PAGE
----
Ralph (Trey) Holmes III, 13, startled sleeping parents before dawn last summer with anguished screams that rang through their suburban Virginia home.

The reason: the rumbling of massive earthmovers and pile drivers starting another day's work on the Interstate Rte. 66 construction site less than 500 feet from Trey's bedroom.

For Trey, who suffers from neurological disorders that are aggravated by excessive noise, the racket was unbearable. His parents sent him in September to western New York state to attend a special school -- but only after $2,000 in home soundproofing failed to dampen the din outside their house.

While the Holmeses are an extreme example, they reflect the consternation and dismay of scores of Northern Virginia residents who live along the right of way of the long-delayed, 9.7 mile I-66 extension from the Capital Beltway to Theodore Roosevelt Bridge.

State highway officials say they are making an unprecedented effort to make I-66 the "least disruptive" and most esthetically pleasing urban parkway in the Washington area.

"We've moved a bike trail and redesigned a lot of retaining walls so that trees will remain. We've changed the shoulders of the road to alter the architecture," said Johnnie Butler; a highway department spokesman.

The alternations have been so vast, according to Moody Vann, an assistant construction engineer in Richmond, that "the escalation of costs has been tremendous." Projected costs, said one official, will far exceed $200 million and the highway may not be complete until 1983, a year later than originally planned.

If that happens, it will be only the latest, setback for the project, one of the most controversial and fiercely opposed in Northern Virginia roadbuilding history.

The four-lane highway, pushed through with support from then governor Mills E. Goodwin, has been delayed by lawsuits, attacked by vandals, and even placed under the scrutiny of an environmental watchdog with headquarters in a little green trailer nearby.

Opponents have lobbed paint-filled balloons at construction equipment, tarred tractors seats and refused to climb out of trees that had to be chopped down.

Though construction grinds on undaunted, the hearts and minds of the area's residents have not necessarily followed.

"This is inane", said Mrs. John Nagley, a resident of 2234 Great Falls St., as she stared in disgust at a layer of brown dirt that covered her two-story house, shrubbery, trees and car.

"A convoy of dirt-laden trucks come so close to the house that it shakes and you can't hear yourself talk," she said. "Then they use this ridiculous street sweeper that raises clouds of dust because they said the road has to be kept clean . . . it's ridiculous,"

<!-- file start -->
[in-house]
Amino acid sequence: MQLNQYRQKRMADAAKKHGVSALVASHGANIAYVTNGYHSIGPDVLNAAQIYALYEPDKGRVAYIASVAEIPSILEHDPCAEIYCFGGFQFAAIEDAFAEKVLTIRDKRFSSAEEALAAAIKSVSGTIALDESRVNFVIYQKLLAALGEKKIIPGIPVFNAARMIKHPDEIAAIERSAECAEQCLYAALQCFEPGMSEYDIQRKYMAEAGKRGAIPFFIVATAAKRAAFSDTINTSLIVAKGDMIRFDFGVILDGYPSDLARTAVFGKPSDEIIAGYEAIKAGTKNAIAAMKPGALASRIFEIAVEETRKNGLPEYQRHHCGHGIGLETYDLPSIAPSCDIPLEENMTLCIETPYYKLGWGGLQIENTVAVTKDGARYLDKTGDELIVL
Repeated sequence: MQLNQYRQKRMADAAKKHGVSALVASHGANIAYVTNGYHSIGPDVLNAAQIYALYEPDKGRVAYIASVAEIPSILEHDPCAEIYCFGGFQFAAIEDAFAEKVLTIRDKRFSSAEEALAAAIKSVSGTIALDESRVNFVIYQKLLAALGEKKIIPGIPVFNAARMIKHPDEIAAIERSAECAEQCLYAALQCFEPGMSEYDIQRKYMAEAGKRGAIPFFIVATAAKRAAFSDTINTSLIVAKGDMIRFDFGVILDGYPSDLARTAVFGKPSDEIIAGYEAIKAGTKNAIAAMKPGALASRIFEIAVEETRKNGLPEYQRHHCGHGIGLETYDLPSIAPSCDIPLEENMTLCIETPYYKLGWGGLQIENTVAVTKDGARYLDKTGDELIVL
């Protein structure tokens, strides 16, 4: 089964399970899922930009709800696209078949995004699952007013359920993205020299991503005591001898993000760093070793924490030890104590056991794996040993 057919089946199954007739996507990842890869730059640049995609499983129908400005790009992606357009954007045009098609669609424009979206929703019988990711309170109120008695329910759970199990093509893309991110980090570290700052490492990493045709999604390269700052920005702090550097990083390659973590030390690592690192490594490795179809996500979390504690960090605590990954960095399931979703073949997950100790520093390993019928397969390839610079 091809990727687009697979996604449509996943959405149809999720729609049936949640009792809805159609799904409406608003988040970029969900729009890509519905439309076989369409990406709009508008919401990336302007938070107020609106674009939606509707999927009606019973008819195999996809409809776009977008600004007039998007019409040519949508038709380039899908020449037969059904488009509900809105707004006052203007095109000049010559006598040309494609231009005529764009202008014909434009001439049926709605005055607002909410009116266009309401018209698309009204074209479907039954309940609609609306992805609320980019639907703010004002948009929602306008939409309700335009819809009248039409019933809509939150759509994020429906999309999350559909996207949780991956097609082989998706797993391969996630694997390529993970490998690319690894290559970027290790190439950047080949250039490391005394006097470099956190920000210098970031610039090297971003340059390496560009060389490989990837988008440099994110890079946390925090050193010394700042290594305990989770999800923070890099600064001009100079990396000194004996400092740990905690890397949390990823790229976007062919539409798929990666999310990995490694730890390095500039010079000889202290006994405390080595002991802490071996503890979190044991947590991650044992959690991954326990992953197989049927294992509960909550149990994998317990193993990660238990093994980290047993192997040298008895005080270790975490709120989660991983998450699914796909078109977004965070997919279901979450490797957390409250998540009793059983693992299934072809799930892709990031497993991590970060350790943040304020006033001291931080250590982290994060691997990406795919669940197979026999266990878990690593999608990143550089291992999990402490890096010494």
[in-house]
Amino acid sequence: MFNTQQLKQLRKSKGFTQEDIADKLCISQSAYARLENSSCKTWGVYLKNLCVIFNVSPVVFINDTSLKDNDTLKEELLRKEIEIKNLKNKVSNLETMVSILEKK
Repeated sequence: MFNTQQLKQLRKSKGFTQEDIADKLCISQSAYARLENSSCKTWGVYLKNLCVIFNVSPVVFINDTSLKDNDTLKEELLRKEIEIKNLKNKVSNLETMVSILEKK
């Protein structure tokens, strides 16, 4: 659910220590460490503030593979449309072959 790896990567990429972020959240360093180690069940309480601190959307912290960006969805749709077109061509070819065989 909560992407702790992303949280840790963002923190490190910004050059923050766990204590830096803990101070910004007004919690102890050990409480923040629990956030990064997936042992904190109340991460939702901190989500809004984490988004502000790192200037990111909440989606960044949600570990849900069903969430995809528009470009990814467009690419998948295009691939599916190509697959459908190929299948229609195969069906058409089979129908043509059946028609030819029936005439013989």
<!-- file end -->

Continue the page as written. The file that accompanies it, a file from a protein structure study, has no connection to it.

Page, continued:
"And they are doing all this to reduce commuter time by just 15 minutes." said Marian Agnew, president of CONTACT, a national coalition of citizens groups who are "fighting resurgent freeways."

"They are simply anachronistic . . . the superhighway is an idea whose group has lost two court cases to prevent the I-66 construction.

John Richards, 51, says he can stand the dust, but not the fact that his night job means he gets off work at 6 a.m., when the earthmovers near his home at 2312a Great Falls St. are warming up.

"For the past 18 months, I've been averaging three or four hours of sleep a day," Richards shouted over the roar of a buildozer. What is worse, he said, was that the highway workers lowered the street in front of his driveway five feet -- an action intended by Virginia officials to placate residents who opposed an elevated thoroughfare.

"It's too steep. I tried driving up it twice and damn near ruined by car," Richards said.

Gardner Hauck, a burly, 40-year-old operator of a massive 30-foot "pan" earthmover, knows the disgruntlement of nearby residents better than most. He remembered waving at a group of onlookers recently who appeared to be shouting hello. Then he removed the sound mufflers from his ears.

"They were calling me things a good Christian never heard of," said the barrel-chested Hauck.

"Let's you say that this hasn't been the best environment in which to build a highway," Robert Hundley, a state environment quality engineer, said recently from his Richmond office. "it's an ordeal for people to accept. They feel their communities have been disrupted."

"This was such a charming neighborhood, a nice place to watch children grow up. There was a gorgeous forest, right where the construction is going on," said Kathy Hughes, a government microbiologist.

"They have actually painted some of the retainer walls the color of mud . . . It's supposed to be natural, I guess . . . natural mud," said Ned Helf, another Arlington resident. Helf, a retired CIA employe, said the I-66 noise reduction barriers were "pea green atrocities."

Meanwhile, Don Keith, resident engineer for the highway department, bemoans the task of pleasing everybody.

"When we started putting up the barriers, they said for God's sake don't make them all the same color,'" he said. "So we used dark wood for some, green steel for others, and concrete for the rest. Then the people who got concrete said they wanted wood and vice versa . . . you just can't win."